Although the deputies may have had multiple motives for entering the residence, we will not disturb Judge Jones's implicit finding that their primary motive was to put the minds of the occupants at ease. R.T. 5/21/90 at 45-46. In light of the deputies' uncontradicted testimony that Sharp initiated the grounds for the search, and their legitimate interest in public safety and resource conservation, we cannot say that the deputies' stated purpose for entering the Nicholson residence was a deliberate misrepresentation. Cf. Bosse, 898 F.2d at 115 (undisputed evidence that federal agent accompanied state investigator solely for the purpose of obtaining evidence and planning the execution of a search warrant).

Appellants' fourth allegation is that the deputies exceeded the scope of Nicholson's consent. We find no error in the district court's rejection of this contention. After denying the deputies access to the locked room, Nicholson did not announce that the search was over, nor did he make any objection to their further search of the residence and its perimeter. By allowing the search to continue, he is deemed to have revoked any prior qualification of the scope of consent. See United States v. Mines, 883 F.2d 801, 804-05 (9th Cir.), cert. denied, 110 S. Ct. 552 (1989); United States v. Rubio, 727 F.2d 727 F.2d 786, 796 (9th Cir. 1983); cf. United States v. Dichiarinte, 445 F.2d 126, 128-29 (7th Cir. 1971) (by disregarding defendant's express announcement that " [t]he search is over" and continuing to search, government agents exceeded the scope of consent). In any event, the deputies were lawfully outside the door and were allowed to continue their search along the perimeter of the house. Thus, their sensory and olfactory observations of the smell of marijuana and the room's obscured windows did not exceed the scope of consent since they were acquired in "plain view" or "plain smell" of that evidence. See United States v. Curran, 498 F.2d 30, 33 (9th Cir. 1974).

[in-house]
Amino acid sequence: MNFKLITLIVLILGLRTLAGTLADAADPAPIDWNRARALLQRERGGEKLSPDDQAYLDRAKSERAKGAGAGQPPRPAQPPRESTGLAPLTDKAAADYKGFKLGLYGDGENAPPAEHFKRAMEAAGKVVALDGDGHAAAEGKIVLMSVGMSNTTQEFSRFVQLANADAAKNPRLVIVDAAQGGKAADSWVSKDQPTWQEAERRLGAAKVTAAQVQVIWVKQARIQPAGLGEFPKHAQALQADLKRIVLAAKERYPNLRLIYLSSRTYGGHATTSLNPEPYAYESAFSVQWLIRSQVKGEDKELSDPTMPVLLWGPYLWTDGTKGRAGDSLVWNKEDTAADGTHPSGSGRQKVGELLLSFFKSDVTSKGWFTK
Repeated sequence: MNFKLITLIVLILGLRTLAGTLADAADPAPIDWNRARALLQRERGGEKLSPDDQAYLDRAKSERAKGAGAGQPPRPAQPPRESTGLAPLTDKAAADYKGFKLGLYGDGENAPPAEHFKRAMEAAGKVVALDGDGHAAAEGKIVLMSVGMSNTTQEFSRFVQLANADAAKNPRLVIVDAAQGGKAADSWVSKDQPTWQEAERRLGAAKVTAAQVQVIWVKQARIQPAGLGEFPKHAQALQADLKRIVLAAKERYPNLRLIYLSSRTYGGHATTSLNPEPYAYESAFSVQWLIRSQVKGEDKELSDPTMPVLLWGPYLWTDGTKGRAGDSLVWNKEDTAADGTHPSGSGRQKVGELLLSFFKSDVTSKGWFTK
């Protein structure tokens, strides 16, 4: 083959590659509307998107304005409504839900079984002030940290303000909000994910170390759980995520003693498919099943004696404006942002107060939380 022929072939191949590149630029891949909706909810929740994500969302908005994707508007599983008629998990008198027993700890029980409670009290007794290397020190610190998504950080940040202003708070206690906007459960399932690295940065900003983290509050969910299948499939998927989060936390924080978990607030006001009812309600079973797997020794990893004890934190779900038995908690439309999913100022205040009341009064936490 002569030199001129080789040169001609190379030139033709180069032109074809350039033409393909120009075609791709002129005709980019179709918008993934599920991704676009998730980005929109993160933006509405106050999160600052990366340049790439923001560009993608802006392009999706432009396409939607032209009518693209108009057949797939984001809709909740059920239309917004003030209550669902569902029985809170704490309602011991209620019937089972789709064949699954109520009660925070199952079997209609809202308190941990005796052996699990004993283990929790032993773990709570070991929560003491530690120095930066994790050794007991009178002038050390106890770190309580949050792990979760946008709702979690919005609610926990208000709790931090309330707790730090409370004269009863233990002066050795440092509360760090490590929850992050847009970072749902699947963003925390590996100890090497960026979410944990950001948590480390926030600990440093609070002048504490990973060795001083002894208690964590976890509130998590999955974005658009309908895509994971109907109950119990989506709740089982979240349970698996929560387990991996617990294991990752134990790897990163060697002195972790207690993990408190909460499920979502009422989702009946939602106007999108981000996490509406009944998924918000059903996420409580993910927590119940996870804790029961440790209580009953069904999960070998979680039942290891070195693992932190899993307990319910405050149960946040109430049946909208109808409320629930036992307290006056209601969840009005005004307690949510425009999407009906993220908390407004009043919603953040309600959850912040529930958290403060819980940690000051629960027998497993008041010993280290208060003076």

Nicholson argues that the district court improperly denied his request for a minor role reduction pursuant to § 3B1.2(b) of the Sentencing Guidelines. We find no error. The court's adoption of the presentence report (PSR) constituted a sufficient factual finding that Nicholson was not a minor participant. See United States v. Sanchez-Lopez, 879 F.2d 541, 557 (9th Cir. 1989) (" [A] simple statement that the defendant was not a 'minor participant' will suffice as a factual finding.") (internal quotation and citation omitted). Although Raleigh financed the indoor marijuana farm at Nicholson's residence, it was Nicholson who tended and was otherwise responsible for 263 live plants. Nicholson also conceded at the sentencing hearing that he received free rent in exchange for his management of the farm. November R.T. at 6. Nicholson thus had both a significant role in the operation of the farm and a financial stake in its success. This was a sufficient basis for the court's conclusion that he was not a minor participant. See Rexford, 903 F.2d at 1283 (fact that defendant received compensation for his services in the form of lodging and marijuana for his own use suggests that defendant was not minor participant).



The panel finds this case appropriate for submission without oral argument pursuant to Ninth Circuit Rule 34-4 and Fed. R. App. P. 34(a)


This disposition is not appropriate for publication and may not be cited to or by the courts of this circuit except as provided by 9th Cir.R. 36-3


Nicholson conceded that the deputies talked with Sharp, R.T. 5/21/90 at 24, but denied having given consent to enter the residence. Mindful of the district court's superior position to judge the credibility of witnesses, Castillo, 866 F.2d at 1082, we defer to Judge Jones's finding that Nicholson "did give consent and that he was concerned about the welfare of his home and wanted it checked out." R.T. 5/21/90 at 45